This is page numbers 6827 – 6882 of the Hansard for the 17th Assembly, 5th Session. The original version can be accessed on the Legislative Assembly's website or by contacting the Legislative Assembly Library. The word of the day was assembly.

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Motion 53-17(5): Language Training For Senior GNWT Managers, Carried
Motions

Some Hon. Members

Question.

Motion 53-17(5): Language Training For Senior GNWT Managers, Carried
Motions

The Speaker Jackie Jacobson

Question has been called. The motion is carried.

---Carried

Mr. Bromley.

Motion 54-17(5): Climate Change Planning, Carried
Motions

October 8th, 2015

Bob Bromley Weledeh

WHEREAS the 17th Assembly’s Minister’s Committee on Energy and Climate Change failed to make any evident progress on planning for climate change;

AND WHEREAS the GNWT’s estimated annual costs associated with the impacts of climate change have increased rapidly to hundreds of millions of dollars;

AND WHEREAS the projected costs in public infrastructure damage caused by climate change through the loss of permafrost in the next 15 years is projected to be in the order of billions of dollars;

AND WHEREAS there is every reason to expect equally severe costs to private, commercial and institutional infrastructure as climate change impacts accelerate;

AND WHEREAS there continues to be a lack of understanding and acknowledgement of the ongoing and worsening impacts of climate change to infrastructure, health, economy, food security, community viability in coastal and low-lying regions, community resupply and energy security in our fiscal and operational management planning;

AND WHEREAS we are leaving the 18th Assembly with restricted financial potential in large degree due to unanticipated and unplanned extreme costs to manage climate change-related events;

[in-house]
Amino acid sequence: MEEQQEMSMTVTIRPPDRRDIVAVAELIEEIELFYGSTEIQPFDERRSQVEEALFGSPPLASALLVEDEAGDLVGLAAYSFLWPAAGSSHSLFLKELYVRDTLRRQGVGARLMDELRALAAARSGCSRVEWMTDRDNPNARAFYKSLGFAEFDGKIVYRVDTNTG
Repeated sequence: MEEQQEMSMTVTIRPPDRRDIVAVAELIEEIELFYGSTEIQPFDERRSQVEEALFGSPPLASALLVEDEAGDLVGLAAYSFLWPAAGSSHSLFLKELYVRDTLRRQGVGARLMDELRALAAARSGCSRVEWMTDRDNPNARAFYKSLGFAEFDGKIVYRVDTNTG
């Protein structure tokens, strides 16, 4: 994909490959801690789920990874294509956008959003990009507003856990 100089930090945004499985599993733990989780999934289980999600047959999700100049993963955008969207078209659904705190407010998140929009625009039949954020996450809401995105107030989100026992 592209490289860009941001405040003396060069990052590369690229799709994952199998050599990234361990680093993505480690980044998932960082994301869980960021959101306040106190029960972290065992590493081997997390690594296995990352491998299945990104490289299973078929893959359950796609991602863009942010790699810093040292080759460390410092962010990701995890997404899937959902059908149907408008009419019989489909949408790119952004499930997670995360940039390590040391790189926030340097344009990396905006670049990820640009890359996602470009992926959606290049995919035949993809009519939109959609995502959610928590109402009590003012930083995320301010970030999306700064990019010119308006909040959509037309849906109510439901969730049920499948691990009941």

AND WHEREAS acknowledging, anticipating, planning for and being prepared for climate change impacts can substantially reduce costs and enable actions that benefit our residents and communities associated through jobs and locally focussed activity;

NOW THEREFORE I MOVE, seconded by the honourable Member for Frame Lake, that the Legislative Assembly strongly recommends that the Government of the Northwest Territories develop a comprehensive and long-term climate change mitigation and adaptation plan in anticipation of the projected effects of climate change;

AND FURTHER, that this action plan include a strategy for shifting the Northwest Territories from fossil fuels to renewable energy sources, including targets recommended by the Intergovernmental Panel on Climate Change to reduce greenhouse gas emissions by 25 percent to 40 percent by 2020, and by 80 percent by 2050, each from 1990 levels;

AND FURTHERMORE, that the government provide a comprehensive response to this motion to the 18th Legislative Assembly by June 2018. Thank you, Mr. Speaker.

Motion 54-17(5): Climate Change Planning, Carried
Motions

The Speaker Jackie Jacobson

Thank you, Mr. Bromley. The motion is in order. To the motion. Mr. Bromley.

Motion 54-17(5): Climate Change Planning, Carried
Motions

Bob Bromley Weledeh

Thank you, Mr. Speaker. Recently, I think it was on the 5th of October, Minister Miltenberger said, and I quote from Hansard: “Most of us would accept the reality that extreme weather is now upon us. Indeed, in fact, the science of climate change is firm, unwavering and conservative.”

Over my eight years in office, I have been a keen student of climate change and I’ve had a particular interest in seeing how it is reflected on the ground here in the NWT. It behooves good government to face the realities of what is happening and to face issues frankly and to deal with them.